Residents told Onetta Harris’ name won’t be removed from community center

The Onetta Harris Community Center, 100 Terminal Ave, Menlo Park.

Daily Post Staff Writer

Residents of Menlo Park’s Belle Haven neighborhood said yesterday (Jan. 14) they’re worried that the name of the Onetta Harris Community Center may be changed when Facebook rebuilds the center and adds a library.

“We don’t want our history obliterated and made extinct — we want our history to remain,” said resident Greg Goodwin. “We kept kids out of prison and got kids to school through the center.”

All seven of the speakers at last night’s Menlo Park City Council meeting said the community center, which was named after a community volunteer, was a uniting force in Belle Haven, the neighborhood east of Highway 101.

Onetta Harris was a community volunteer who helped create many programs not only at the center at 100 Terminal Ave. but in both Belle Haven and East Palo Alto. She was also on the Ravenswood School Board, her relative Israel Harris said yesterday. She died in 1982 at age 57. In 1983, the City Council unanimously voted to name the center in her honor.

“We all knew that Onetta embodied the community at large — she brought people together,” said Ken Harris, another relative of Onetta Harris.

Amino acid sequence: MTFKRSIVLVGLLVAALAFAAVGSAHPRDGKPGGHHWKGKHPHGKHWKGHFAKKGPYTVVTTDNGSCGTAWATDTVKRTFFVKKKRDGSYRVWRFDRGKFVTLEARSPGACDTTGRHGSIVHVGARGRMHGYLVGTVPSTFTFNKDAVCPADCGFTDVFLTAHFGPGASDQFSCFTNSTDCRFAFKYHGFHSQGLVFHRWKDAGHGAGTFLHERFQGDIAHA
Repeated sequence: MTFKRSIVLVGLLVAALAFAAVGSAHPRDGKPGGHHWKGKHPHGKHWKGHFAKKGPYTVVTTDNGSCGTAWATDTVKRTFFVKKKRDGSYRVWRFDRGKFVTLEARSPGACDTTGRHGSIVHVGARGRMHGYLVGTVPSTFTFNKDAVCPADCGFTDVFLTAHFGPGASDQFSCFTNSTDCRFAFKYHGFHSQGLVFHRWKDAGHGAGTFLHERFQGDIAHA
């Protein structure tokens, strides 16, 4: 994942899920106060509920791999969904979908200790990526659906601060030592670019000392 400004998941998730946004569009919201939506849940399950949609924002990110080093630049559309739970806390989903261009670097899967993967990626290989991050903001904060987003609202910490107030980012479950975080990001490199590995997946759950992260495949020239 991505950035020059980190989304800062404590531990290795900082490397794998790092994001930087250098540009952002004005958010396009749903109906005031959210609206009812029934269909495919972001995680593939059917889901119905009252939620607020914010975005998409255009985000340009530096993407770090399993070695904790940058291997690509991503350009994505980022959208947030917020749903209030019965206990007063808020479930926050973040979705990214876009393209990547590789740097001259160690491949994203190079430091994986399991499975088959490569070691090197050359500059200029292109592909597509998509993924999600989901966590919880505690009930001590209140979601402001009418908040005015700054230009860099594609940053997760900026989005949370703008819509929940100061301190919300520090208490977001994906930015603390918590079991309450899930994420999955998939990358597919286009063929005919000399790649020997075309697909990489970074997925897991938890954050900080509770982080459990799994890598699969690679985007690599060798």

Facebook last month submitted a proposal with the city to build a library, gym and new senior center where the Onetta Harris Center is located. Both Facebook and the city have said the rebuilding of the community center is separate from the massive Willow Village project that is proposed less than a mile away.

Mayor Cecilia Taylor, who grew up in Belle Haven, reassured last night’s speakers that no decision has been made to rename the center, and that Facebook has made no moves to have the naming rights for the center.

Facebook Campus Development Director Fergus O’Shea said the social network company is not interested in renaming the center and that the name should be up to the council.

Councilwoman Catherine Carlton said there has been no discussion about renaming the center. The council will talk about Facebook’s proposal at its Jan. 28 meeting.


  1. I was not in attendance at the meeting, however I have heard from several people who were in attendance that a sizable portion of the speakers did not actually live in Belle Haven. Also, many Belle Haven residents who wanted to comment on the agenda topic (the architectural design of the proposed center) did not speak, as they felt intimidated by the room.
    The naming issue was brought up at a previous neighborhood meeting where Facebook and Belle Haven residents who jointly created the project concept, shared the idea with the community.
    What is sorely needed is a parallel set of meetings to discuss the name, so we can gather feedback from the public on other relevant topics related to the center.

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